Big improvements to medical implants come from small scale engineering

Same material. New possibilities. Materials engineering can teach an old dog new tricks.

A central issue in implant success is integration with native tissue. Osseointegration is aided by a number of factors including implant material and surface qualities. It is not uncommon for implant manufacturers to treat the surface of an implant to give cells a more suitable interface for attachment. Nanoscale engineering is proving to simplify the process.

To achieve improved integration without complex post-processing, Biotanium™ can be used. This material was developed in a seemingly unlikely collaboration between US researchers at Los Alamos National Lab and Russian researchers at the Institute for Physics of Advanced Materials, and other institutes in Russia.

It works by increasing surface area (akin to roughness) through reduced grain size. Although compositionally identical to other biomedical titanium, the material exhibits a grain size about 100 times smaller than average titanium. The increased boundary area of the grains aids cell attachment and growth. The grain size reduction increases strength as well.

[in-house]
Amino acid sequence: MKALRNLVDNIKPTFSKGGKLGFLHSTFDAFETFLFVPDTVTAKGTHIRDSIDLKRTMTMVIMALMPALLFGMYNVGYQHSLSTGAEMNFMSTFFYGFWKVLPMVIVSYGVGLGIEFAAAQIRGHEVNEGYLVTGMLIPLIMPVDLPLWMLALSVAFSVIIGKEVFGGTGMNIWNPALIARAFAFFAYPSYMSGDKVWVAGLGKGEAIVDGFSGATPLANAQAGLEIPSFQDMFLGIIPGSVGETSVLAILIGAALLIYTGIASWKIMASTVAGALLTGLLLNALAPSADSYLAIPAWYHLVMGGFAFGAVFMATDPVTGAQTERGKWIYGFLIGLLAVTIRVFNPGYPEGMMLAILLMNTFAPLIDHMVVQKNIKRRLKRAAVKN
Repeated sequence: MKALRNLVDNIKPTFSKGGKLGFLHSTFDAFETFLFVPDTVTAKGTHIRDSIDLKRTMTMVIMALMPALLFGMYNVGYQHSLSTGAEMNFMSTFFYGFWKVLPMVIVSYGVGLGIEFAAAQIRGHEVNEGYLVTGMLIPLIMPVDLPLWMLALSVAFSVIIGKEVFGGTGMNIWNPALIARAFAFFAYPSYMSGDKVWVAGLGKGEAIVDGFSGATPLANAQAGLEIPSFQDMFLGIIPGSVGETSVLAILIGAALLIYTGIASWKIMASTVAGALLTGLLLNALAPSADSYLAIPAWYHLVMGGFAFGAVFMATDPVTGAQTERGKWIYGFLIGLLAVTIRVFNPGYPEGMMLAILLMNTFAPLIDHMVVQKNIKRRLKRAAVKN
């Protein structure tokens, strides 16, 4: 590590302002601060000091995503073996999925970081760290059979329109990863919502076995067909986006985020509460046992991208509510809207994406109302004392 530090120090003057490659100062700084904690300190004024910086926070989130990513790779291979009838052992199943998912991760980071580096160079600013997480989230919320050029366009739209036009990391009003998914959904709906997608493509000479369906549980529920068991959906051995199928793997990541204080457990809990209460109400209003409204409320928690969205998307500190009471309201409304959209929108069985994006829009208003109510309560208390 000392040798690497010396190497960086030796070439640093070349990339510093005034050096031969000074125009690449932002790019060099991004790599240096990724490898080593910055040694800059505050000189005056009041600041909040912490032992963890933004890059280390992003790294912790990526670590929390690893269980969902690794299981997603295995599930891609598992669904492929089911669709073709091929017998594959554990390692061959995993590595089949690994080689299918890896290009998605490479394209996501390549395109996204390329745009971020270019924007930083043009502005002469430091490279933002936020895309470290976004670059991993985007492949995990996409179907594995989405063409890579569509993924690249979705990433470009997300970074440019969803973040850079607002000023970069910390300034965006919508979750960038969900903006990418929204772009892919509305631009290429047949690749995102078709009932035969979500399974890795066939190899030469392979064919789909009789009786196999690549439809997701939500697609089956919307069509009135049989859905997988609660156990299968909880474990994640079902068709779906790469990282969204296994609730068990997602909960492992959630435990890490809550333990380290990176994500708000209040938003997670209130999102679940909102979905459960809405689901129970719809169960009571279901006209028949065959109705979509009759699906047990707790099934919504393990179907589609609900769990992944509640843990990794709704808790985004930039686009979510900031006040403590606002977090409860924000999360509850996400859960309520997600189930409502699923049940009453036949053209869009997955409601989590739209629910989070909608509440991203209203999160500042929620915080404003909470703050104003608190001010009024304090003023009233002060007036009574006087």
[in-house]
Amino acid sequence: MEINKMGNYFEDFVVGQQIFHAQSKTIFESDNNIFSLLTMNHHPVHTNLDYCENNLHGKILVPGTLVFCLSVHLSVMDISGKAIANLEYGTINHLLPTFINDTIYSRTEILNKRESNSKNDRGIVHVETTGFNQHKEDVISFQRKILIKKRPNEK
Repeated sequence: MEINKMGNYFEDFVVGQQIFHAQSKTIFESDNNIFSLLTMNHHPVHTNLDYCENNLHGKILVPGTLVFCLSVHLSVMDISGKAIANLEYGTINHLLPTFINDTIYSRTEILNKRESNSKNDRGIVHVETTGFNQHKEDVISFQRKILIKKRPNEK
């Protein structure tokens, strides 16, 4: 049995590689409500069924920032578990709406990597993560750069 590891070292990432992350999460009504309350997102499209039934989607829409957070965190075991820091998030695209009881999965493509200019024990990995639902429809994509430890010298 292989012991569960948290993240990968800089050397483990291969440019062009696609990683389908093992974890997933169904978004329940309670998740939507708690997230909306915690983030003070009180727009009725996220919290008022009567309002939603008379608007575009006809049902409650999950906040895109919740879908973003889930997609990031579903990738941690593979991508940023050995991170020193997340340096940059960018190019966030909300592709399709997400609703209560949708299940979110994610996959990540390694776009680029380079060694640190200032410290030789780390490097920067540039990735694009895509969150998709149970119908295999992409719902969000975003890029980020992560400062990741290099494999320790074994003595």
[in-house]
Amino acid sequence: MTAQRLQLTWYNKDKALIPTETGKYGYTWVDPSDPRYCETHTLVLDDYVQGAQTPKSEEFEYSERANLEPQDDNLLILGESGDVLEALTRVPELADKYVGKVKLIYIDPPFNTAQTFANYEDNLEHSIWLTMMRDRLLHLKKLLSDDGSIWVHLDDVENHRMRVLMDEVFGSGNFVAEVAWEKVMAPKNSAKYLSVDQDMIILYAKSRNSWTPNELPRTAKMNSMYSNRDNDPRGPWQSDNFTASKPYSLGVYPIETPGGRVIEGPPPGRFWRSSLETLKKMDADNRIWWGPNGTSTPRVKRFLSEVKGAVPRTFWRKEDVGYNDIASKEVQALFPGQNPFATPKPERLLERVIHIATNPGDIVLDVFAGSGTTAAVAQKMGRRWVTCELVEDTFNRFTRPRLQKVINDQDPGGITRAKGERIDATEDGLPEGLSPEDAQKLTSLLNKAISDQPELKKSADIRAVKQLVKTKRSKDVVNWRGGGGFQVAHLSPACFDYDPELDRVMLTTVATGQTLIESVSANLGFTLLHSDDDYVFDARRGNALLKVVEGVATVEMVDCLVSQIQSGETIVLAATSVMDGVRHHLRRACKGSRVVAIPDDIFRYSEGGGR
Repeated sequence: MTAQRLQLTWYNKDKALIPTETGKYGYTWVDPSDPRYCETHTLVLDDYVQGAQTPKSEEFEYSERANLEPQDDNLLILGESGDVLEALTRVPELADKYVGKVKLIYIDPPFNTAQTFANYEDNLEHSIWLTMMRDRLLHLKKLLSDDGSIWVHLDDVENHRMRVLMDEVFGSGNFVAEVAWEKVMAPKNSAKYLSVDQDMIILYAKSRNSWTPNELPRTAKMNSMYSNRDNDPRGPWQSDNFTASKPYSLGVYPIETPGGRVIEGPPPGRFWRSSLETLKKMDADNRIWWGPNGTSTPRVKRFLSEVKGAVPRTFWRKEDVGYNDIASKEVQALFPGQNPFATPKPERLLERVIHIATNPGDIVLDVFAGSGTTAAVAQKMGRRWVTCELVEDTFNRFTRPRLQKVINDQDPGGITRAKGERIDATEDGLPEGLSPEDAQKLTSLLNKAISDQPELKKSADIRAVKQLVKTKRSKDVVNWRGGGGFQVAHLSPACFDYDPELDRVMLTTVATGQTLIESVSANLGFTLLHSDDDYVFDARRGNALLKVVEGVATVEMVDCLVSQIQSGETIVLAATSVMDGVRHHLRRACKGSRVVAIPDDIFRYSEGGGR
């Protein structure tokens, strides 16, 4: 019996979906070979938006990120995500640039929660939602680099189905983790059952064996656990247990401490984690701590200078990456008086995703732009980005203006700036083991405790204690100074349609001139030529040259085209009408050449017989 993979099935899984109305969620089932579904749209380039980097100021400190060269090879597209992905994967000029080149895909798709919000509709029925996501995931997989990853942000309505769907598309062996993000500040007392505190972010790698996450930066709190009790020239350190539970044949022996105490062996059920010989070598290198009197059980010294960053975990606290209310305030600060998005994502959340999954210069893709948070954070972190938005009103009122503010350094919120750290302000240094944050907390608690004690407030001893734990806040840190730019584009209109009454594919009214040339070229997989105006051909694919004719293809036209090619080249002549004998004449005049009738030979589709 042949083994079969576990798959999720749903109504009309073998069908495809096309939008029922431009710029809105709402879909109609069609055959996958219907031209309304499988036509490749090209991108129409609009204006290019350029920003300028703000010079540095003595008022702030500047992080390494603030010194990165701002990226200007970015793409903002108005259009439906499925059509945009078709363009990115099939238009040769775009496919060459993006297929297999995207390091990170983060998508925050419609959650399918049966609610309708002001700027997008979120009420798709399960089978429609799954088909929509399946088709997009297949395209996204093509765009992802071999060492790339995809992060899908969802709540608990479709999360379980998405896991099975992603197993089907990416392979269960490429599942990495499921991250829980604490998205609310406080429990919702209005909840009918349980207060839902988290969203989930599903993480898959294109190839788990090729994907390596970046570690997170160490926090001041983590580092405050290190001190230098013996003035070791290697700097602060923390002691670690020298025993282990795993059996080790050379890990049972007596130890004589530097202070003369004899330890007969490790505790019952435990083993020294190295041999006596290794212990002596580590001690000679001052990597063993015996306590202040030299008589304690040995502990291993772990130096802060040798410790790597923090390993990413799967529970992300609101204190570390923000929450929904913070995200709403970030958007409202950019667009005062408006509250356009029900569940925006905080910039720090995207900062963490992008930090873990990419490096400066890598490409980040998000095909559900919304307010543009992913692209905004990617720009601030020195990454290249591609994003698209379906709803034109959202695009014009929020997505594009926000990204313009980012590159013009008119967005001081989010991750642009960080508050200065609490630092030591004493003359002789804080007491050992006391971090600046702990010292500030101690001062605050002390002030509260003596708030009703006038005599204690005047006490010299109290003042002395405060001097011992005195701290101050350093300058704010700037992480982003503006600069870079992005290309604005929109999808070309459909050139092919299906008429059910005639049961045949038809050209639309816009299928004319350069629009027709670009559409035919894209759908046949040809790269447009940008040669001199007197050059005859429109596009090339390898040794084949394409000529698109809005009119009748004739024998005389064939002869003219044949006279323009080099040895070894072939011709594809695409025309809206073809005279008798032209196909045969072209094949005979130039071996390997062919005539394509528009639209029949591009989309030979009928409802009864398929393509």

Biotanium™ is classified as an Ultra-fine Grained (UFG) metal. UFG materials have a grain size generally stated to be greater than 100 nm and less than a micron. The Hall-Petch relation predicts a dramatic rise in yield strength as grain size enters the nanoscale regime.

An increase in strength by grain size reduction is often associated with a concomitant decreased in ductility. For example, if you take a copper wire and bend it back and forth enough times you’ll notice that it gets harder to bend with each cycle.

Eventually it breaks. The metal has been severely deformed and becomes more brittle. There is a useful limit to grain size reduction, although multimodal grain size engineering is seeking to achieve the best of both worlds. UFG metals tend to retain good ductility for their strength.

Although the exact method for producing these materials is not described, severe plastic deformation (SPD) is a common route for reducing grain size. SPD amounts to little more than a forging or other forming operation taken to new (“severe”) extremes.

There are a variety of techniques for achieving a UFG metal through SPD. These include equal-channel angular extrusion (ECAE, or ECAP) and high-pressure torsion (HPT), neither of which is particularly good for large cross-sectional thickness. This is likely the reason Biotanium™ has been first adopted to relatively small dental implants.

The development of commercially viable micro- and nano-engineered materials is a clear indicator of the benefit these disciplines can deliver. By reducing and controlling grain size, a simple material can behave like or even outperform more complex components and processes.


Images courtesy of BASIC Dental Implants